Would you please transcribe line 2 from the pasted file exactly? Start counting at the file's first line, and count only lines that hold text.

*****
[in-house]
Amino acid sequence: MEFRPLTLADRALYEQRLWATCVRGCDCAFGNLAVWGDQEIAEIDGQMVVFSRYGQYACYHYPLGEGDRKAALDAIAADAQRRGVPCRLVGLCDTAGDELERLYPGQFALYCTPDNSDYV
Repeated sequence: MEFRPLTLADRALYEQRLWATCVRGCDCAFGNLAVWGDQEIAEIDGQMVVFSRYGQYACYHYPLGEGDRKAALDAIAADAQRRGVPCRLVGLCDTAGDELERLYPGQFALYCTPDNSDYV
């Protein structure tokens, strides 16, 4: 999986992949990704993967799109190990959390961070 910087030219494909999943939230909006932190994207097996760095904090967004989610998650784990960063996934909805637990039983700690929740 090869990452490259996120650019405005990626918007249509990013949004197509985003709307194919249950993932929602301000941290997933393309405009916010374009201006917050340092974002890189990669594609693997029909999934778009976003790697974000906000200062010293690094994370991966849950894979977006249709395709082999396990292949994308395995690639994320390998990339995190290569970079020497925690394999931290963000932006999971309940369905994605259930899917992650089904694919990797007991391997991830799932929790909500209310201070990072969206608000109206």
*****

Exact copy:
Amino acid sequence: MEFRPLTLADRALYEQRLWATCVRGCDCAFGNLAVWGDQEIAEIDGQMVVFSRYGQYACYHYPLGEGDRKAALDAIAADAQRRGVPCRLVGLCDTAGDELERLYPGQFALYCTPDNSDYV